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Title: Panel Discussion at Johns Hopkins


1
Achieving sustainable development in mining
  • Panel Discussion at Johns Hopkins
  • University School for Advanced
  • International Studies (SAIS)

16 March 2011
CONFIDENTIAL AND PROPRIETARY Any use of this
material without specific permission of McKinsey
Company is strictly prohibited
2
Data sources and disclaimer
McKinsey Company adheres to the strictest
confidentiality rules and policies. All data in
this presentation is drawn from public or
commercial sources no client-proprietary data
has been used. While McKinsey Company
developed forecasts and scenarios in accordance
with its professional standards, McKinsey
Company does not warrant any results obtained or
conclusions drawn from their use. The analyses
and conclusions contained in this document are
based on various assumptions that McKinsey
Company has developed regarding economic growth,
and commodity demand, production and capacities
which may or may not be correct, being based upon
factors and events subject to uncertainty. Future
results or values could be materially different
from any forecast or estimates contained in the
analyses. The analyses are partly based on
commercially-sourced information that has not
been generated by McKinsey Company and has not,
therefore, been entirely subject to our
independent verification. McKinsey believes such
information to be reliable and adequately
comprehensive but does not represent that such
information is in all respects accurate or
complete.
3
Sustainable development in mining
  • Sustainable development pressures are growing in
    the global mining sector
  • Not all mining companies are responding equally
    well to these pressures
  • A spectrum or levers to reinforce sustainable
    development is available

4
Sustainable Development means meeting the needs
of the present without compromising the ability
of future generations to develop
Source en.wiktionary.org/wiki/human rights
www.akzonobel.ma/com/Sustainability/Glossary.htm
www.personal.umich.edu/alandear/glossary/e.html
ww.balancedscorecard.org/LinkClick.
aspx team analysis
5
In the late 1990s large western mining firms were
facing a growing range of societal pressures
New or growing issues in the 1990s
Long-standing or constant issues
Example growing demands from communities for
greater share in tax revenues, e.g., Indonesia,
PNG
Example falling enrolments for mining schools
across OECD (38 fall in graduate mining
engineers in US 1999-2002)
Examples Blood diamonds campaign
Examples EU environmental legislation potential
moves to ban cyanide NGO campaigns
Examples Native title laws in Australia, Canada
growing pressure in Latin America UN convention
on indigenous peoples rights

Examples Amnesty and Human Rights Watch
criticisms of mining firms
Examples 25-30 HIV infection rates in many
African mines growing problem elsewhere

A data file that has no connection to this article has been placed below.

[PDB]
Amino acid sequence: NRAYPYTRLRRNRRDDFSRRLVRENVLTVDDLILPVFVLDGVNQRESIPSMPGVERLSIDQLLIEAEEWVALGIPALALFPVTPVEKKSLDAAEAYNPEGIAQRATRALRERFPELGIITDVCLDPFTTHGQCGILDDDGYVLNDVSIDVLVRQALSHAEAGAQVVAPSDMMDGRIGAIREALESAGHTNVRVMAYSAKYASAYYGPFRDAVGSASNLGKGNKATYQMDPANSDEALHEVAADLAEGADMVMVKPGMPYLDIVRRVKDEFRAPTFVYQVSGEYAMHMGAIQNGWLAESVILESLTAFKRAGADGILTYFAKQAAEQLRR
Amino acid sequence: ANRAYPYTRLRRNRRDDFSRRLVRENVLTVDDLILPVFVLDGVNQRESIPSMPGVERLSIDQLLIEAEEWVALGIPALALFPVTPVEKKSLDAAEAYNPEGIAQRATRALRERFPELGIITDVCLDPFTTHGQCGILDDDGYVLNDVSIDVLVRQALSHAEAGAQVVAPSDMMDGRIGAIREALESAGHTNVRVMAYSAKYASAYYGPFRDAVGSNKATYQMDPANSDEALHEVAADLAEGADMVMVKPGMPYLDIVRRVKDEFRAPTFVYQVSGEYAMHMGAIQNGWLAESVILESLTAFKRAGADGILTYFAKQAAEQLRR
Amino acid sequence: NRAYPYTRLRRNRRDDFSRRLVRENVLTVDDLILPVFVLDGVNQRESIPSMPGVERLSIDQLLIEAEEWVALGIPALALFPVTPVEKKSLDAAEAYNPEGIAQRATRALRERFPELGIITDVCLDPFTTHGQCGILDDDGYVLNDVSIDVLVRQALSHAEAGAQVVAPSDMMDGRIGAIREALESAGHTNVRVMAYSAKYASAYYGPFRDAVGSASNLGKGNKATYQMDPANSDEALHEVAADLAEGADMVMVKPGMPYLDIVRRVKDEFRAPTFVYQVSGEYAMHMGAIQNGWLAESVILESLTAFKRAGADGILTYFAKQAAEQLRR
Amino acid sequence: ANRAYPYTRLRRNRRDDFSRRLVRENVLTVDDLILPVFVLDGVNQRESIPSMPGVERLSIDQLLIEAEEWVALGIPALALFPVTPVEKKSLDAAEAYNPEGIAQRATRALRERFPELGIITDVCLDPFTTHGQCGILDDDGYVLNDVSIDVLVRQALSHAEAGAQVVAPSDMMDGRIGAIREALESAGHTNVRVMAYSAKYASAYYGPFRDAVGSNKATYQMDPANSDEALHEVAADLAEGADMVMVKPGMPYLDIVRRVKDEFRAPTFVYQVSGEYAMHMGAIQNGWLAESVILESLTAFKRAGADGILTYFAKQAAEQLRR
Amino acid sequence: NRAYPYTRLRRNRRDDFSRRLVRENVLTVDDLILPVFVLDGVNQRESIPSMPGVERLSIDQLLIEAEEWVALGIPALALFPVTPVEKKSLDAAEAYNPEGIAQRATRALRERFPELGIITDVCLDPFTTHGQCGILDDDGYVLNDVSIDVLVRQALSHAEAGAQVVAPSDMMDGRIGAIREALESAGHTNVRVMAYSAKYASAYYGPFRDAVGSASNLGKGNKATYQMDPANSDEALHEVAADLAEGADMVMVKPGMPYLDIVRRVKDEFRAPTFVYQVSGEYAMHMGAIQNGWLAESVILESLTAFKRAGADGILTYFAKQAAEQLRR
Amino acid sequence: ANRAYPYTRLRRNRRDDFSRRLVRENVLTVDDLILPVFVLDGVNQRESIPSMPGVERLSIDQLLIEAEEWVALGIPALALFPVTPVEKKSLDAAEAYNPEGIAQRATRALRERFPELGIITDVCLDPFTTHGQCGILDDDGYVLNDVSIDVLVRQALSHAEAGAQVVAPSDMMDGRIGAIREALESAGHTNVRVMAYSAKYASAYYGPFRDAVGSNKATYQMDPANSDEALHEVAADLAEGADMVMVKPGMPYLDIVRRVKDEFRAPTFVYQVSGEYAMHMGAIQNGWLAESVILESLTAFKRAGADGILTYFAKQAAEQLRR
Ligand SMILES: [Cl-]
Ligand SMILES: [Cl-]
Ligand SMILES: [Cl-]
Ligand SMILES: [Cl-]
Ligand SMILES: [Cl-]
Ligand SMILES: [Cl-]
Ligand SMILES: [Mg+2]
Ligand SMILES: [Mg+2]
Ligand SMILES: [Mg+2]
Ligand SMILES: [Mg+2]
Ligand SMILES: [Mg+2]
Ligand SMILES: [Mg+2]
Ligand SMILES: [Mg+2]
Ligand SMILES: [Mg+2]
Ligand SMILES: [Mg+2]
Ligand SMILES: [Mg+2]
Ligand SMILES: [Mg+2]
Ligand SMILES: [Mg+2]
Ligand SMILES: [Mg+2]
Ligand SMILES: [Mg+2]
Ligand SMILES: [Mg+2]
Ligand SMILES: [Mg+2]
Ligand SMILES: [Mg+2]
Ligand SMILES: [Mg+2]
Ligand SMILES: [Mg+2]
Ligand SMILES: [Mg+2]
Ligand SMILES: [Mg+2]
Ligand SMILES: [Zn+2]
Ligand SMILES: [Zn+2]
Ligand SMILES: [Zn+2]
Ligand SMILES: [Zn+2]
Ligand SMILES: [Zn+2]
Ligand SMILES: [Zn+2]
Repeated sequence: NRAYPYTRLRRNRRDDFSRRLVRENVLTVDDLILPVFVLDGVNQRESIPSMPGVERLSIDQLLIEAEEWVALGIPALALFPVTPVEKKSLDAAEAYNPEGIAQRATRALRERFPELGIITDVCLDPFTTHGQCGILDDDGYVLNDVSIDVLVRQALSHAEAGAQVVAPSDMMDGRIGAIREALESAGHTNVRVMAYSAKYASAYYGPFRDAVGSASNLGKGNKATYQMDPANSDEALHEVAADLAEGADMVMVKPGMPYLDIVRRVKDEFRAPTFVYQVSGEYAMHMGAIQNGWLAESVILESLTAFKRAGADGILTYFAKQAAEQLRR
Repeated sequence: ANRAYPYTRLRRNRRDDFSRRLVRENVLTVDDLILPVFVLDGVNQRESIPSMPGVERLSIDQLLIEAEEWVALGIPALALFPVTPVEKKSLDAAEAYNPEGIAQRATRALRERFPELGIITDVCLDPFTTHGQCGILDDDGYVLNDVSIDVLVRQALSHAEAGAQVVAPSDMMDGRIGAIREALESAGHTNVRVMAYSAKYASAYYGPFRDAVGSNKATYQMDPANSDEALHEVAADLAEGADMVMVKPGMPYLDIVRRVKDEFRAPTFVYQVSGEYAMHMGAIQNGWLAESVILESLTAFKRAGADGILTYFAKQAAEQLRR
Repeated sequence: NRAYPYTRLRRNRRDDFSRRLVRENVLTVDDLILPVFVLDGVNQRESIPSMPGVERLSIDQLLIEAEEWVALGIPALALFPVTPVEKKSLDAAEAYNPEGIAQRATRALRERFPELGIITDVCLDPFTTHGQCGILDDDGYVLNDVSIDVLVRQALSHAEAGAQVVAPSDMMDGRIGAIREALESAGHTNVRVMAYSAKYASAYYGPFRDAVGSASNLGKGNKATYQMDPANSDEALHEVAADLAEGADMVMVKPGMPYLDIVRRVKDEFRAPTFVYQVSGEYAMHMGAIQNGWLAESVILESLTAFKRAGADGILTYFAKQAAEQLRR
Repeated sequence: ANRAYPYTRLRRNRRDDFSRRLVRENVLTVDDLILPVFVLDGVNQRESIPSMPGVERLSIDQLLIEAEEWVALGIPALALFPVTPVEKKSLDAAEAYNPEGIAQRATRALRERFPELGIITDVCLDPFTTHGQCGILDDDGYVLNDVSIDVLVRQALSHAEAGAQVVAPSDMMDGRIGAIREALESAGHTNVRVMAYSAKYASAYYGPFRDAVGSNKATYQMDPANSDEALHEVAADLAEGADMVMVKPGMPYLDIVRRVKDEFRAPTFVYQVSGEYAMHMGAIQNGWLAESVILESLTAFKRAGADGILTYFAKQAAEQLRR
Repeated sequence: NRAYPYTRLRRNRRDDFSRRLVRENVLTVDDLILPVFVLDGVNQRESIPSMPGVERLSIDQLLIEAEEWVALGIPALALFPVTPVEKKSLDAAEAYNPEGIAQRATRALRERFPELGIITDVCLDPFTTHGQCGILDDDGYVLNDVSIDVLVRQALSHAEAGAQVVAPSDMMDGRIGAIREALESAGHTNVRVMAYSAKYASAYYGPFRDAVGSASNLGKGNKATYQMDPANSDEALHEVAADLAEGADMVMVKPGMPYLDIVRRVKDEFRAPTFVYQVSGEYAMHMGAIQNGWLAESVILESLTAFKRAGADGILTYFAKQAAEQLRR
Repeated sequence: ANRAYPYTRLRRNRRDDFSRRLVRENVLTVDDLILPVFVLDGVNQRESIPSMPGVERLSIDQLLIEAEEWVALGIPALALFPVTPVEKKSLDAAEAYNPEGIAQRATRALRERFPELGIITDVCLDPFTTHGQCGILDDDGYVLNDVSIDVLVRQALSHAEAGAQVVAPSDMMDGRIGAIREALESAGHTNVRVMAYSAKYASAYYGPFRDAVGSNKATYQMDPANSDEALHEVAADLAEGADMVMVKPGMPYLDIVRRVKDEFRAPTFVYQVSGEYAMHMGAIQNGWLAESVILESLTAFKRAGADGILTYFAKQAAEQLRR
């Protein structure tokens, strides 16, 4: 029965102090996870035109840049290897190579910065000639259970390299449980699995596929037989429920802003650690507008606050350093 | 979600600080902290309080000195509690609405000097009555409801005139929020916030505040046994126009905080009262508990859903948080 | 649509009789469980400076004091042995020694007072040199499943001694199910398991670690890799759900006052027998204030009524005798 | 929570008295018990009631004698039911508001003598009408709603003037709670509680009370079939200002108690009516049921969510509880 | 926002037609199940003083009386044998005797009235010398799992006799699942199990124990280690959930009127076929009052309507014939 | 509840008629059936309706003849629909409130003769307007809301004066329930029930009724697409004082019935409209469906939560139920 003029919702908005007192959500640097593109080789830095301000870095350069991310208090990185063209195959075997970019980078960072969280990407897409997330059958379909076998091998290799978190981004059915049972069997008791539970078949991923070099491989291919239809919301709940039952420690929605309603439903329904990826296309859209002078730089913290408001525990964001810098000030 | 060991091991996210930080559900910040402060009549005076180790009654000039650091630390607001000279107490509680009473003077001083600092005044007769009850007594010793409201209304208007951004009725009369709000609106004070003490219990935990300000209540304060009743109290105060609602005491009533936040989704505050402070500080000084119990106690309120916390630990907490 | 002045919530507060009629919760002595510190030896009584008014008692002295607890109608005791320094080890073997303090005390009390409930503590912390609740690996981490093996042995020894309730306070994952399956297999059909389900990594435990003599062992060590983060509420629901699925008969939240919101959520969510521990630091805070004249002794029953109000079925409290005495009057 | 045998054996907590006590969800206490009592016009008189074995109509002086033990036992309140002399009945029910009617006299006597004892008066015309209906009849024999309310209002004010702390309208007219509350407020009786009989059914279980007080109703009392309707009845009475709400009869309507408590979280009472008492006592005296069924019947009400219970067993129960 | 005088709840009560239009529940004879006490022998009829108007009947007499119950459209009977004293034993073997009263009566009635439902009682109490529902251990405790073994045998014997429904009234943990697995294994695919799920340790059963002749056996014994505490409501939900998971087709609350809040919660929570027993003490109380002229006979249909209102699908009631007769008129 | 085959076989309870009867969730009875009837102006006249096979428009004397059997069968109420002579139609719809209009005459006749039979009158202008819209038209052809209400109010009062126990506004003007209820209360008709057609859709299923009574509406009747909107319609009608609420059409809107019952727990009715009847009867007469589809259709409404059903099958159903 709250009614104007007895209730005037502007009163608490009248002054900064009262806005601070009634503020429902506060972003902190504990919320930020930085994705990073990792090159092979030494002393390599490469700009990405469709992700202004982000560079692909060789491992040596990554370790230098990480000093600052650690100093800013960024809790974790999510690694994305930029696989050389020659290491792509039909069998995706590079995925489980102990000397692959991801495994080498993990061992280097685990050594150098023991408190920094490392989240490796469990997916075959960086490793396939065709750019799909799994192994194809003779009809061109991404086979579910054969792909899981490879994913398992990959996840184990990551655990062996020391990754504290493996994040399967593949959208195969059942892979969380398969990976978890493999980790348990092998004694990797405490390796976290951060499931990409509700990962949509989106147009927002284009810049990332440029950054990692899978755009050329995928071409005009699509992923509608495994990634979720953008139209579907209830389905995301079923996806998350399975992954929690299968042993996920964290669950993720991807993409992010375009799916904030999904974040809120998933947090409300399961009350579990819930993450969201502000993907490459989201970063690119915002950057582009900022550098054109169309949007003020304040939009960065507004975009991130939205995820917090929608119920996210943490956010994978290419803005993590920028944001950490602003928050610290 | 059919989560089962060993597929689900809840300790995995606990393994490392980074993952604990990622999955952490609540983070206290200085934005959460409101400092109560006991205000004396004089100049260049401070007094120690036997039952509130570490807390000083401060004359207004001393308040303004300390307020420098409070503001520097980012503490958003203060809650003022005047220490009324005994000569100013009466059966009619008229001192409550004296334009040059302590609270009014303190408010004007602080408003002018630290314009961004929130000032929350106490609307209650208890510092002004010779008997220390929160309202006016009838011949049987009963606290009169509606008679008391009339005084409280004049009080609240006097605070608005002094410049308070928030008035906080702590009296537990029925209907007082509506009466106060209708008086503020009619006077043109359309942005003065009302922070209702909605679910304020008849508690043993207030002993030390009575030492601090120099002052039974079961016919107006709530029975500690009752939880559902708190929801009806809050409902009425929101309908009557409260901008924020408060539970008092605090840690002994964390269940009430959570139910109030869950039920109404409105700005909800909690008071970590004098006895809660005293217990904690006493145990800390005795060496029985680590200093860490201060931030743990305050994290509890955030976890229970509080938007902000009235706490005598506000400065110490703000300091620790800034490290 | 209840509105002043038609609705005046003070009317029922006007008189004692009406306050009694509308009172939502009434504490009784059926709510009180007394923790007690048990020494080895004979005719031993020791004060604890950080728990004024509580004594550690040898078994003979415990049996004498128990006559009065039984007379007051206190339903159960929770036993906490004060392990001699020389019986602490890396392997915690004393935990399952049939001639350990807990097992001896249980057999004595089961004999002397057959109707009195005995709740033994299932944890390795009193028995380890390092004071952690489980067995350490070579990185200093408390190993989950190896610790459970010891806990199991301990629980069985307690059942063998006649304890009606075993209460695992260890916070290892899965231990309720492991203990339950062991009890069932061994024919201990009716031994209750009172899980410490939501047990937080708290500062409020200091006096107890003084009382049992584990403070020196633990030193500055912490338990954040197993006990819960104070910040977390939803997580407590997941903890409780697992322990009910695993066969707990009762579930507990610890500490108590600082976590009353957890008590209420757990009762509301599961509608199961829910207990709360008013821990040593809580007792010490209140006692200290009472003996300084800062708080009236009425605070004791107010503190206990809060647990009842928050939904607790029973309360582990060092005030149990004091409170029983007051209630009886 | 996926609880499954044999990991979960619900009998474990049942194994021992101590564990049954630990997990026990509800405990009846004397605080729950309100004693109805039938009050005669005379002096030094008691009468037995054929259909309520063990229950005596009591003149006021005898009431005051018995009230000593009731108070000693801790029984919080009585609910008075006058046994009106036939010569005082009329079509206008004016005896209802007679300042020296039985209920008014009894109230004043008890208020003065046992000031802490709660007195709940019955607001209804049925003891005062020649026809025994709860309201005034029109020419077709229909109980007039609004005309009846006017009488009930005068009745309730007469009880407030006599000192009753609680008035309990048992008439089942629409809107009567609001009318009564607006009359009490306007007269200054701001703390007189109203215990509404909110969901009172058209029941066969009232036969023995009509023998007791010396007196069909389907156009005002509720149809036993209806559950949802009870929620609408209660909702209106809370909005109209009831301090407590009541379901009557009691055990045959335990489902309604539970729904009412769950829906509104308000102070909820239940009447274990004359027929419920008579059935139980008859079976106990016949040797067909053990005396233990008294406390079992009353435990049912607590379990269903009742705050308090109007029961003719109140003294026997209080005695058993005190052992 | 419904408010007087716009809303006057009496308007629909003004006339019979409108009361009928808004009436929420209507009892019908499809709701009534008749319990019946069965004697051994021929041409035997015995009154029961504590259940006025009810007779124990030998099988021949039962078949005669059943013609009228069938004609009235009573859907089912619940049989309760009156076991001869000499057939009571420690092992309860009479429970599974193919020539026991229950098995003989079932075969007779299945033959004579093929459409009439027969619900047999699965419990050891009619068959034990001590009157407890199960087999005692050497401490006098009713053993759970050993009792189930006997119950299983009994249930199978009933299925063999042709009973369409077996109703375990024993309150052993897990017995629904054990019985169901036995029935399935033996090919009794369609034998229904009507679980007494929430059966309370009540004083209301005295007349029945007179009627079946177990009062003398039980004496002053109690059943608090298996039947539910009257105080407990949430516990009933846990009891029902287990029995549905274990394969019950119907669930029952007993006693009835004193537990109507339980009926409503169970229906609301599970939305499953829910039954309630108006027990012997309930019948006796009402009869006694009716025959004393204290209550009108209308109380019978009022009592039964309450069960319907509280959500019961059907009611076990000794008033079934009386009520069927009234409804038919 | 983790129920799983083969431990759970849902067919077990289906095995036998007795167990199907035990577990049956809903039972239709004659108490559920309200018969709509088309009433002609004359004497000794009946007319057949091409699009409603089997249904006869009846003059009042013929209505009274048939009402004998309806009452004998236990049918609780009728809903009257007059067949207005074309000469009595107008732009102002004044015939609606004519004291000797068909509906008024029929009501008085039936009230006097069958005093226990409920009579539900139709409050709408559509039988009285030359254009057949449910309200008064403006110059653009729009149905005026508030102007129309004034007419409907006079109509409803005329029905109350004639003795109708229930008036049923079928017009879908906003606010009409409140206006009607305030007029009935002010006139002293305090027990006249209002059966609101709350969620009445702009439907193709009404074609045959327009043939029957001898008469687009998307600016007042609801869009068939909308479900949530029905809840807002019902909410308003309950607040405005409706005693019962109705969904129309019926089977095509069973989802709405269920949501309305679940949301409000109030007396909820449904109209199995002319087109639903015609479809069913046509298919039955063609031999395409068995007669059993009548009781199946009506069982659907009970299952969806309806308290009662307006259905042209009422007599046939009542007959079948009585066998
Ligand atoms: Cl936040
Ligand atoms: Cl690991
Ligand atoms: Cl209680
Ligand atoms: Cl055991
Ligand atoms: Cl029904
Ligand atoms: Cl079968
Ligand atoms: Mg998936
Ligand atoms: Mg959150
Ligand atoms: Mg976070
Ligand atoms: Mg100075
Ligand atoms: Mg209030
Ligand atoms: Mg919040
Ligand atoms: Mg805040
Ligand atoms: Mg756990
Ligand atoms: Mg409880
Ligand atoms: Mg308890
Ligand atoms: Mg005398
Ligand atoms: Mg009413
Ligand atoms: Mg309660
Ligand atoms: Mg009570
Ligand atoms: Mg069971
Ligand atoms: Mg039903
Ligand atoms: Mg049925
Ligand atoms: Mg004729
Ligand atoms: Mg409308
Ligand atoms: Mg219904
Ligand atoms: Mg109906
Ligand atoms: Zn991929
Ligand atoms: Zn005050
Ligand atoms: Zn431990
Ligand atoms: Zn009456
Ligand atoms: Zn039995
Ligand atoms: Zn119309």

Examples Publish What You Pay Campaign OECD
anti-bribery convention
SOURCE McKinsey analysis
6
Driving these issues were both project-specific
controversies and deep-rooted public suspicions
of mining
Campaigns on specific issues and projects
fall on receptive ears due to general public
antipathy towards mining
A pressing concern for the mining and metals
industry is the need to overcome poor public
perceptions of our industry's performance in
relation to the environment There is nothing
dramatically new about this. Increasing public
antipathy towards the industry has been evident
for at least two decades. Sir Robert Wilson,
executive chairman of Rio Tinto plc, 2001
  • Protest against uranium mining in Kakadu National
    Park, Australia
  • Protest against Freeport McMoran / Rio Tinto mine
    in Indonesia (West Papua)
  • While those involved in the industry well
    appreciate the tremendous progress made in recent
    years in limiting the impact of mining on the
    environment, in developed countries such as
    Australia, Canada and the United States the
    public often does not. Public perceptions of
    mining are critical to the industry's ability to
    grow and prosper, because they directly influence
    the community's preparedness to give the industry
    access to land. Warwick Parer, Australian
    minister for resources and energy, 1996
  • Protest against foreign mining investments in
    Philippines

SOURCE Press, McKinsey analysis
7
Over the last decade, Chinas urbanization
resulted in surging demand for commodities and
bourgeoning profits to the mining industry
,
Mining industry profit pool (EBITDA) Index 100 in
2003
31 p.a.
SOURCE Team Analysis, SiM DCF Model
8
which accelerated exploration especially in
developing regions

Developed regions Developing regions
60 of total recent exploration expenditure is
directed at developing regions Total exploration
spent US millions
Mining companies are operating internationally
7 200
8
United States
Countries of operation
Global mining companies
11
Australia
5 600
8
19
Canada
26
13
3 900
7
19
18
ROW
8
15
4
Asia
16
17
2 300
20
4
16
Africa
7
16
15
17
4
22
19
16
11
4
24
Latin America